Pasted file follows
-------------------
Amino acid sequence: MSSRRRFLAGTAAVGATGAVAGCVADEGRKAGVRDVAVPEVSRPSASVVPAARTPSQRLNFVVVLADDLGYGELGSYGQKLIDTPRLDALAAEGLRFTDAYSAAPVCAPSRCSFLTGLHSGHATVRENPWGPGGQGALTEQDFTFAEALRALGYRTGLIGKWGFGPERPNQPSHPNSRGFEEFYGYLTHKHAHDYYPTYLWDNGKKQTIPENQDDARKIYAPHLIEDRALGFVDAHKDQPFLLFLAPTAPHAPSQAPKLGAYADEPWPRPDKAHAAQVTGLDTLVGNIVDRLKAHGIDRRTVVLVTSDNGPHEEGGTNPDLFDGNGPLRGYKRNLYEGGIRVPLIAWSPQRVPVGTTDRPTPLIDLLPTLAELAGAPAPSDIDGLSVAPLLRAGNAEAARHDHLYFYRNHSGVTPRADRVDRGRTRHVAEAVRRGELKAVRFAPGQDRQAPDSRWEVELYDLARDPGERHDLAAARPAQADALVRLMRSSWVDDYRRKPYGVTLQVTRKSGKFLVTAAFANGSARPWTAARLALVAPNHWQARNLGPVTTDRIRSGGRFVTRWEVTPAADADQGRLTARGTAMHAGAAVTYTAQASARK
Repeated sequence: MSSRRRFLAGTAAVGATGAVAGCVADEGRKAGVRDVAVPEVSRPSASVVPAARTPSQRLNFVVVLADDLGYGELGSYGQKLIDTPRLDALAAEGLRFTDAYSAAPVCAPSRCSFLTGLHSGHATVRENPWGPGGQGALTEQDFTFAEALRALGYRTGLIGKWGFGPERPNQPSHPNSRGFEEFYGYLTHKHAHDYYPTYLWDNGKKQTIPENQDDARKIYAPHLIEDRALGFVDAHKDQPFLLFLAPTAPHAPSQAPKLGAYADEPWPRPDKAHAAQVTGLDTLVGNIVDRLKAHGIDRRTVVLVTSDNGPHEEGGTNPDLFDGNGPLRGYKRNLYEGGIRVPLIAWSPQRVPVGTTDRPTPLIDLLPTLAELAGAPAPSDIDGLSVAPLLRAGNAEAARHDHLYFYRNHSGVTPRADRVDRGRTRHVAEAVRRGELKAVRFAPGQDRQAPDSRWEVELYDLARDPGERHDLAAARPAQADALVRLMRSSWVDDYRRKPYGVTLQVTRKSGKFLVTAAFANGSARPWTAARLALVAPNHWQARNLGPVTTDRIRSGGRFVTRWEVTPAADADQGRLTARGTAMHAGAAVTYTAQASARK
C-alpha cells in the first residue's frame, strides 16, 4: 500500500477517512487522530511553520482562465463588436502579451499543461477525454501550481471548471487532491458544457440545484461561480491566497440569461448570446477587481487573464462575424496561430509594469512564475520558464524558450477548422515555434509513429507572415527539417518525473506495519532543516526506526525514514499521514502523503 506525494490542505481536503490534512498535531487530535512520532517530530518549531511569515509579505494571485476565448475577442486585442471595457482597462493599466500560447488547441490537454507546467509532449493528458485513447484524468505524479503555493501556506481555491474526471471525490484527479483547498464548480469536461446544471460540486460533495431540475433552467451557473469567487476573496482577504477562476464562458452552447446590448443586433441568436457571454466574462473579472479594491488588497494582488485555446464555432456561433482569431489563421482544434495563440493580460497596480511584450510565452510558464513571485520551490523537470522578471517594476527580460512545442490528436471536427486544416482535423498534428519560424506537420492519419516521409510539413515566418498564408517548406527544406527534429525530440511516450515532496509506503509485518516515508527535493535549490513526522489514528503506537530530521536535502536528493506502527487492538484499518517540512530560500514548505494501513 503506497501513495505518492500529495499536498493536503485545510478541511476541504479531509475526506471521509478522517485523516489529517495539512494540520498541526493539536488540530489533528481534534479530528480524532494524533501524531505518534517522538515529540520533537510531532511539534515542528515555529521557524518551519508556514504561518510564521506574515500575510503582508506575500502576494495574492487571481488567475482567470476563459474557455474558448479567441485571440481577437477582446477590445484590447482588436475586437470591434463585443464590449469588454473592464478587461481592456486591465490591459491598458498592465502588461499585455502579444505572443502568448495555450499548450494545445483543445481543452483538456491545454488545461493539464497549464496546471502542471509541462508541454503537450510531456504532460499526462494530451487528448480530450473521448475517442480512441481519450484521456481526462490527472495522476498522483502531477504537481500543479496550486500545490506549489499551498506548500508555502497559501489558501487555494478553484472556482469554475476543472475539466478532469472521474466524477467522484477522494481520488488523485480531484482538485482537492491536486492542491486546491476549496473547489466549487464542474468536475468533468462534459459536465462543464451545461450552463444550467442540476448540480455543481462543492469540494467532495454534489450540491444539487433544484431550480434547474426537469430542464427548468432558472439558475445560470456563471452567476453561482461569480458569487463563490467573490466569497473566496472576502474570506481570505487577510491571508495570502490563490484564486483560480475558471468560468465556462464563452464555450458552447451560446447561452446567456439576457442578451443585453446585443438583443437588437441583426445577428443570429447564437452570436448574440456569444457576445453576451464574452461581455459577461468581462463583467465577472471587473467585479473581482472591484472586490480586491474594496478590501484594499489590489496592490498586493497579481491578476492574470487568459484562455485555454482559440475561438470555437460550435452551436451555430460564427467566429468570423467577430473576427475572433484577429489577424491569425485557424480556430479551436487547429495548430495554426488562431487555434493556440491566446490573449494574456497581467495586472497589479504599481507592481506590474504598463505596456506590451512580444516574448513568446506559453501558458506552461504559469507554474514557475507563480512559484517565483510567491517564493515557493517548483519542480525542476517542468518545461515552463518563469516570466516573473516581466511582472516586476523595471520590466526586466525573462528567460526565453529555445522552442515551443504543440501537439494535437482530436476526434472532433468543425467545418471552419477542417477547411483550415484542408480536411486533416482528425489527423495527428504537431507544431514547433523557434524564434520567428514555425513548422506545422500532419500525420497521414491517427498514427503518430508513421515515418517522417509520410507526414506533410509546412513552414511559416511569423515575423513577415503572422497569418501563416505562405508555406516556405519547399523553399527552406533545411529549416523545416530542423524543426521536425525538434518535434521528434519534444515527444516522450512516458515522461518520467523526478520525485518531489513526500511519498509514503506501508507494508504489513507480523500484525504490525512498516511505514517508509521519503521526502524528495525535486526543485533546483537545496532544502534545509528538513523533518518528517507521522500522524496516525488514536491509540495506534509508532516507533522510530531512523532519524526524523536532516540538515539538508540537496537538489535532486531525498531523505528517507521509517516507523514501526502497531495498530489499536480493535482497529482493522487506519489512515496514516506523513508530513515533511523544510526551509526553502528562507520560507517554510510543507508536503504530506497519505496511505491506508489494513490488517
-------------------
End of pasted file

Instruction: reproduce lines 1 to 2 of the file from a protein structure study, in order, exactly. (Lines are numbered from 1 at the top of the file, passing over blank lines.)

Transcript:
Amino acid sequence: MSSRRRFLAGTAAVGATGAVAGCVADEGRKAGVRDVAVPEVSRPSASVVPAARTPSQRLNFVVVLADDLGYGELGSYGQKLIDTPRLDALAAEGLRFTDAYSAAPVCAPSRCSFLTGLHSGHATVRENPWGPGGQGALTEQDFTFAEALRALGYRTGLIGKWGFGPERPNQPSHPNSRGFEEFYGYLTHKHAHDYYPTYLWDNGKKQTIPENQDDARKIYAPHLIEDRALGFVDAHKDQPFLLFLAPTAPHAPSQAPKLGAYADEPWPRPDKAHAAQVTGLDTLVGNIVDRLKAHGIDRRTVVLVTSDNGPHEEGGTNPDLFDGNGPLRGYKRNLYEGGIRVPLIAWSPQRVPVGTTDRPTPLIDLLPTLAELAGAPAPSDIDGLSVAPLLRAGNAEAARHDHLYFYRNHSGVTPRADRVDRGRTRHVAEAVRRGELKAVRFAPGQDRQAPDSRWEVELYDLARDPGERHDLAAARPAQADALVRLMRSSWVDDYRRKPYGVTLQVTRKSGKFLVTAAFANGSARPWTAARLALVAPNHWQARNLGPVTTDRIRSGGRFVTRWEVTPAADADQGRLTARGTAMHAGAAVTYTAQASARK
Repeated sequence: MSSRRRFLAGTAAVGATGAVAGCVADEGRKAGVRDVAVPEVSRPSASVVPAARTPSQRLNFVVVLADDLGYGELGSYGQKLIDTPRLDALAAEGLRFTDAYSAAPVCAPSRCSFLTGLHSGHATVRENPWGPGGQGALTEQDFTFAEALRALGYRTGLIGKWGFGPERPNQPSHPNSRGFEEFYGYLTHKHAHDYYPTYLWDNGKKQTIPENQDDARKIYAPHLIEDRALGFVDAHKDQPFLLFLAPTAPHAPSQAPKLGAYADEPWPRPDKAHAAQVTGLDTLVGNIVDRLKAHGIDRRTVVLVTSDNGPHEEGGTNPDLFDGNGPLRGYKRNLYEGGIRVPLIAWSPQRVPVGTTDRPTPLIDLLPTLAELAGAPAPSDIDGLSVAPLLRAGNAEAARHDHLYFYRNHSGVTPRADRVDRGRTRHVAEAVRRGELKAVRFAPGQDRQAPDSRWEVELYDLARDPGERHDLAAARPAQADALVRLMRSSWVDDYRRKPYGVTLQVTRKSGKFLVTAAFANGSARPWTAARLALVAPNHWQARNLGPVTTDRIRSGGRFVTRWEVTPAADADQGRLTARGTAMHAGAAVTYTAQASARK